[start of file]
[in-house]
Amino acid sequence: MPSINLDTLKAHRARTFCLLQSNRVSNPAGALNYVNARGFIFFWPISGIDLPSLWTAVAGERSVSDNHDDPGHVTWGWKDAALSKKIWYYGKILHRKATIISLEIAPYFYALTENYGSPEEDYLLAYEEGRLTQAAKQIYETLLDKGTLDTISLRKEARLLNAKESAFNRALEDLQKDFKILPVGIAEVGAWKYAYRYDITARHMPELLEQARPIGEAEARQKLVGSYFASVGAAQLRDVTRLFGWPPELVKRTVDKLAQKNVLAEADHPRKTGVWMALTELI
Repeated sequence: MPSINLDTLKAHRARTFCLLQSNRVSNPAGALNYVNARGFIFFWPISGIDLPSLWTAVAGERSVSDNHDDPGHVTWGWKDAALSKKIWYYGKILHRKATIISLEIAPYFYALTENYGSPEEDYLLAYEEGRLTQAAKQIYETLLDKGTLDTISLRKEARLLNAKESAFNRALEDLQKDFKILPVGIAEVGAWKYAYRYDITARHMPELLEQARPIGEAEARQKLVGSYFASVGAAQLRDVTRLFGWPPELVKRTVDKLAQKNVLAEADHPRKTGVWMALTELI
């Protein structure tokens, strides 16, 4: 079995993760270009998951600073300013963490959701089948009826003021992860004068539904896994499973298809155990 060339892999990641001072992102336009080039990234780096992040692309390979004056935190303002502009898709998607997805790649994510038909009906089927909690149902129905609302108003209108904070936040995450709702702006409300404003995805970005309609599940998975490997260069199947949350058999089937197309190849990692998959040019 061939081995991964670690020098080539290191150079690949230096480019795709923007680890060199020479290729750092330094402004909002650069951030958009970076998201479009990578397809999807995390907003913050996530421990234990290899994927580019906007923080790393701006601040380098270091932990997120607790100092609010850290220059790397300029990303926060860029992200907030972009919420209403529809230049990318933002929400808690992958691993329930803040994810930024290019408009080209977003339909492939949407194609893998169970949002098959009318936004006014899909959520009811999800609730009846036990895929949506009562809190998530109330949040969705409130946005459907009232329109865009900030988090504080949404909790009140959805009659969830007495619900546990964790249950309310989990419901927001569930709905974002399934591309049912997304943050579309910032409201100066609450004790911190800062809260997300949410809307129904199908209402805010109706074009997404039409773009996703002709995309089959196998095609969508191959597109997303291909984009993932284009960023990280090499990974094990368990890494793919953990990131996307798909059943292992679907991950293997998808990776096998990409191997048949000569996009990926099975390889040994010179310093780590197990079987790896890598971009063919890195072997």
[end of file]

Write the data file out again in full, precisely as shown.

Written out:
[in-house]
Amino acid sequence: MPSINLDTLKAHRARTFCLLQSNRVSNPAGALNYVNARGFIFFWPISGIDLPSLWTAVAGERSVSDNHDDPGHVTWGWKDAALSKKIWYYGKILHRKATIISLEIAPYFYALTENYGSPEEDYLLAYEEGRLTQAAKQIYETLLDKGTLDTISLRKEARLLNAKESAFNRALEDLQKDFKILPVGIAEVGAWKYAYRYDITARHMPELLEQARPIGEAEARQKLVGSYFASVGAAQLRDVTRLFGWPPELVKRTVDKLAQKNVLAEADHPRKTGVWMALTELI
Repeated sequence: MPSINLDTLKAHRARTFCLLQSNRVSNPAGALNYVNARGFIFFWPISGIDLPSLWTAVAGERSVSDNHDDPGHVTWGWKDAALSKKIWYYGKILHRKATIISLEIAPYFYALTENYGSPEEDYLLAYEEGRLTQAAKQIYETLLDKGTLDTISLRKEARLLNAKESAFNRALEDLQKDFKILPVGIAEVGAWKYAYRYDITARHMPELLEQARPIGEAEARQKLVGSYFASVGAAQLRDVTRLFGWPPELVKRTVDKLAQKNVLAEADHPRKTGVWMALTELI
């Protein structure tokens, strides 16, 4: 079995993760270009998951600073300013963490959701089948009826003021992860004068539904896994499973298809155990 060339892999990641001072992102336009080039990234780096992040692309390979004056935190303002502009898709998607997805790649994510038909009906089927909690149902129905609302108003209108904070936040995450709702702006409300404003995805970005309609599940998975490997260069199947949350058999089937197309190849990692998959040019 061939081995991964670690020098080539290191150079690949230096480019795709923007680890060199020479290729750092330094402004909002650069951030958009970076998201479009990578397809999807995390907003913050996530421990234990290899994927580019906007923080790393701006601040380098270091932990997120607790100092609010850290220059790397300029990303926060860029992200907030972009919420209403529809230049990318933002929400808690992958691993329930803040994810930024290019408009080209977003339909492939949407194609893998169970949002098959009318936004006014899909959520009811999800609730009846036990895929949506009562809190998530109330949040969705409130946005459907009232329109865009900030988090504080949404909790009140959805009659969830007495619900546990964790249950309310989990419901927001569930709905974002399934591309049912997304943050579309910032409201100066609450004790911190800062809260997300949410809307129904199908209402805010109706074009997404039409773009996703002709995309089959196998095609969508191959597109997303291909984009993932284009960023990280090499990974094990368990890494793919953990990131996307798909059943292992679907991950293997998808990776096998990409191997048949000569996009990926099975390889040994010179310093780590197990079987790896890598971009063919890195072997």